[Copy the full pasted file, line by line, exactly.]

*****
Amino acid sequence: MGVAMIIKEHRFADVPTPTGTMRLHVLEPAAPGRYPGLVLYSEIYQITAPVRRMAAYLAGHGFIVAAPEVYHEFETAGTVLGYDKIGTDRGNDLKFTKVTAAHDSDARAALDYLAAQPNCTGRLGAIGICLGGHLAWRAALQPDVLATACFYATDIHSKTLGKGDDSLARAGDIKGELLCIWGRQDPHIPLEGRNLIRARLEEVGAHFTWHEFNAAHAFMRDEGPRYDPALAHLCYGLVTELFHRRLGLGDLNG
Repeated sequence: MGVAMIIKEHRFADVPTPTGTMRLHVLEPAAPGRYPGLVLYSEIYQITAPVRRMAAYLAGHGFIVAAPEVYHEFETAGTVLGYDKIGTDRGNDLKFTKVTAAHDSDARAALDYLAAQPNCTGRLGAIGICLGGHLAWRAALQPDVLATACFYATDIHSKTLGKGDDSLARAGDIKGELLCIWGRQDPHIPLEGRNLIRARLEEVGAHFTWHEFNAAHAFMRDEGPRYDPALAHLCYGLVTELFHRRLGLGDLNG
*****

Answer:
Amino acid sequence: MGVAMIIKEHRFADVPTPTGTMRLHVLEPAAPGRYPGLVLYSEIYQITAPVRRMAAYLAGHGFIVAAPEVYHEFETAGTVLGYDKIGTDRGNDLKFTKVTAAHDSDARAALDYLAAQPNCTGRLGAIGICLGGHLAWRAALQPDVLATACFYATDIHSKTLGKGDDSLARAGDIKGELLCIWGRQDPHIPLEGRNLIRARLEEVGAHFTWHEFNAAHAFMRDEGPRYDPALAHLCYGLVTELFHRRLGLGDLNG
Repeated sequence: MGVAMIIKEHRFADVPTPTGTMRLHVLEPAAPGRYPGLVLYSEIYQITAPVRRMAAYLAGHGFIVAAPEVYHEFETAGTVLGYDKIGTDRGNDLKFTKVTAAHDSDARAALDYLAAQPNCTGRLGAIGICLGGHLAWRAALQPDVLATACFYATDIHSKTLGKGDDSLARAGDIKGELLCIWGRQDPHIPLEGRNLIRARLEEVGAHFTWHEFNAAHAFMRDEGPRYDPALAHLCYGLVTELFHRRLGLGDLNG